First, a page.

Garnish with lemon wedges and enjoy right away, with yogurt alongside.
Michele Anna Jordan hosts “Mouthful, Smart Talk About Food, Wine & Farming” on KRCB FM on Sunday evenings at 6 p.m. Email her at

Hybrid rice scientists from China arrive to train local scientists
ISLAMABAD (APP): A group of Chinese agriculture experts, comprising 12 hybrid rice scientists, arrived here Tuesday to train local scientists and farmers on hybrid rice cultivation technologies to improve per acre crop productivity. The Chinese scientists are scheduled to train 30 Pakistani agriculture scientists, selected from all the four provinces. Besides, they will also impart training to the members of the provincial field extension departments on hybrid rice cultivation. They would also organize road-shows and field visits across the rice-growing areas to address the issues and challenges in promotion of hybrid rice seed. In this regard, a ceremony was held at National Agriculture Research Center, which was attended by the Special Assistant to Prime Minister, Nasir Iqbal Bosal, Agriculture and Economic Councilor of Chinese Embassy Dr Wang and Chief Executive Officer of Yaun Longping Hi-tech Company limited China.
The Ministry of Commerce Peoples Republic of China is the main sponsor of the initiative, where as Pakistan Agriculture Research Council (PARC) and Agriculture Innovation Programme are also collaborating in promoting the hybrid seed technologies.
Addressing the event, Chinese Agriculture and Economic Councilor said that it was the first bilateral initiative, aiming to enhance per acre rice yield by promoting hybrid rice techniques in Pakistan.
Under the programme, he said that private sector companies of both the countries would cooperate to promote the hybrid rice production that would almost double the per acre crop yield.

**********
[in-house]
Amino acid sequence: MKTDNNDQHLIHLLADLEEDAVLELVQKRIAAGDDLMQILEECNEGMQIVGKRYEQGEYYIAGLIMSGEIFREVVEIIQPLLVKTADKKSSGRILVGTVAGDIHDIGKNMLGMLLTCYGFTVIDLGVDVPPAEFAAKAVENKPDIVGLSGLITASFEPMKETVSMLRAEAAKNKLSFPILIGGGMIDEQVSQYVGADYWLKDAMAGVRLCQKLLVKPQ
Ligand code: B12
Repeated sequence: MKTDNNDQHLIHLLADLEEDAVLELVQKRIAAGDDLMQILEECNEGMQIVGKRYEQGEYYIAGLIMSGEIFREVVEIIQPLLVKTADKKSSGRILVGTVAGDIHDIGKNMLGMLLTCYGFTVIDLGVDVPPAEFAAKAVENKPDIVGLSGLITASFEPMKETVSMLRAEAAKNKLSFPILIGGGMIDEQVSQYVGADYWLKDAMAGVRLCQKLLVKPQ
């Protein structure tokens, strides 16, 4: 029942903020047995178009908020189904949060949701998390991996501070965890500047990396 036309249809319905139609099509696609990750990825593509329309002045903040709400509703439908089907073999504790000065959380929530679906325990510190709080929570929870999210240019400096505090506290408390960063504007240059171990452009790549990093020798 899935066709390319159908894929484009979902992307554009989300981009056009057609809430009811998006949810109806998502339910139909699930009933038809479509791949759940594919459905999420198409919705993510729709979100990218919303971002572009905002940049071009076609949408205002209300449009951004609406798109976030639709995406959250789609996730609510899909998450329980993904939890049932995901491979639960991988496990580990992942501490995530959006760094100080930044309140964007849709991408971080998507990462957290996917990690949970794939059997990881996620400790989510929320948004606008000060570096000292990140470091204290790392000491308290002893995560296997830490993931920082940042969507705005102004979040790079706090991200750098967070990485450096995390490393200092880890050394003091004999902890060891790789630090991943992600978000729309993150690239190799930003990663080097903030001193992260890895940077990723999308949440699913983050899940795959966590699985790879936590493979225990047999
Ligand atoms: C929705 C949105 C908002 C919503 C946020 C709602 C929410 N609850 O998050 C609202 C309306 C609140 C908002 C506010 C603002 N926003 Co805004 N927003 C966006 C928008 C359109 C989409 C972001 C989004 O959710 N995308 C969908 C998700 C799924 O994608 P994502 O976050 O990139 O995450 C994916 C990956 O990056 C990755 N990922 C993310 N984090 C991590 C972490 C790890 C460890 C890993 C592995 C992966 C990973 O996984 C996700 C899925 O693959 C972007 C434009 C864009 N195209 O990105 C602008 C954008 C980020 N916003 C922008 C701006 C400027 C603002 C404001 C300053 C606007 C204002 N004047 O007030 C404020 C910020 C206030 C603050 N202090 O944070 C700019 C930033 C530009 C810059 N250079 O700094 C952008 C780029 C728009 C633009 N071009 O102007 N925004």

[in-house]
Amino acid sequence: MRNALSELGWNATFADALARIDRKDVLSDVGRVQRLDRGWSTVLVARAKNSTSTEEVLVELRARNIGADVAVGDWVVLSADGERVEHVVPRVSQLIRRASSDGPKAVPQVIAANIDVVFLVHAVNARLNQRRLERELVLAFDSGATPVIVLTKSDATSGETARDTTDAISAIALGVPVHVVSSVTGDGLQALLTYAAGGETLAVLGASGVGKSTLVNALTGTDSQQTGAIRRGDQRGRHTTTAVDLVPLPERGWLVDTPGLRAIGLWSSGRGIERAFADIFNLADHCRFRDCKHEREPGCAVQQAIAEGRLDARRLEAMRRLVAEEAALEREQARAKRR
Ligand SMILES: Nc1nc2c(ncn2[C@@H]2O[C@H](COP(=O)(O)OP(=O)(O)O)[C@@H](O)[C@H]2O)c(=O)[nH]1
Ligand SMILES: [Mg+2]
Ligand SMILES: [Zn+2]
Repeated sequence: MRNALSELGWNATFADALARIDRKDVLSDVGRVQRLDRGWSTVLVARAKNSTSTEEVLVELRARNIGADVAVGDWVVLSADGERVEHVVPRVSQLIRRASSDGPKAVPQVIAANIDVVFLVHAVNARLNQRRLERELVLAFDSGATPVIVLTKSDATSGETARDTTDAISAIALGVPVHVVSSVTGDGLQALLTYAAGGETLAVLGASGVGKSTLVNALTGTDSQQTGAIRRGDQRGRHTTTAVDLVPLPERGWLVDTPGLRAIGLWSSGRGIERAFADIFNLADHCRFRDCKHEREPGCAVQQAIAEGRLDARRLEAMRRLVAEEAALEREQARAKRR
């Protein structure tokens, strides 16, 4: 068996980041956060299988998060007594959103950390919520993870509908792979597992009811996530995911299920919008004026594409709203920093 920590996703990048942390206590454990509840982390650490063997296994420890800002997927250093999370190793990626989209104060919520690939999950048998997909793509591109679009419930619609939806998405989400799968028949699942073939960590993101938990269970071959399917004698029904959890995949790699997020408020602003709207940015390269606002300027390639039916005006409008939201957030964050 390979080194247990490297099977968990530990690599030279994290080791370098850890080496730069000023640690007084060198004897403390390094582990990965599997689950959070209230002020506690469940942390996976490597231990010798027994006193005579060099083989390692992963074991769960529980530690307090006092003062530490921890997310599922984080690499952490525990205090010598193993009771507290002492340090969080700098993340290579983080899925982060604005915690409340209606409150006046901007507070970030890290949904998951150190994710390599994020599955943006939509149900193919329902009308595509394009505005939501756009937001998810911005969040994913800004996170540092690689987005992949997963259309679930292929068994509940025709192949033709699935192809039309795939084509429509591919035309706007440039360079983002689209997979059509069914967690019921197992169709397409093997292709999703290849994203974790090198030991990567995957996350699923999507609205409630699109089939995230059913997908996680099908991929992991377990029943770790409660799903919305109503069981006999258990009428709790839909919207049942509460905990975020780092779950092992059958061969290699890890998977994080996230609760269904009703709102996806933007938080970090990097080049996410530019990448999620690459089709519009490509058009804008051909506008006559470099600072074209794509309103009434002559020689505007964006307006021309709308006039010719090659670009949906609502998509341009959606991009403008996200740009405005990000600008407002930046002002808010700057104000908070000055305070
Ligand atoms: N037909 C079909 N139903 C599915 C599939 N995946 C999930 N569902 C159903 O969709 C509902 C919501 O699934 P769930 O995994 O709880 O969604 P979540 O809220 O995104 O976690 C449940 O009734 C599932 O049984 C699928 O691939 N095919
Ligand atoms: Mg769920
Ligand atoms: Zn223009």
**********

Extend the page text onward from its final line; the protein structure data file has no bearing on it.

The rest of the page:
He further said that hybrid rice technologies would help to enhance per acre crop output, besides increasing farm income and reduce the poverty.
The hybrid rice technology would also bring revolution in Pakistani Basmati rice production, which was famous all over the world for it taste and aroma.
Addressing the event CEO of Yaun longping High-Tech Agriculture Company Limited China said that the training course was designed in accordance with the requirements of local farmers. She said that the training course would include lectures and field visits for active participation of local farming community for the better results.
Speaking on the occasion, Special Assistant to Prime Minister on National Food Security said that government was determined to promote agri sector of the country. He informed that rice crop was cultivated over 2.7 million hectares and was the second major staple food crop of the country, adding that the Chinese expertise would help to enhance the local crop output significantly.
He hoped that the bilateral cooperation in agri-sector would bring the positive results and further enhance the crop output by minimizing the inputs.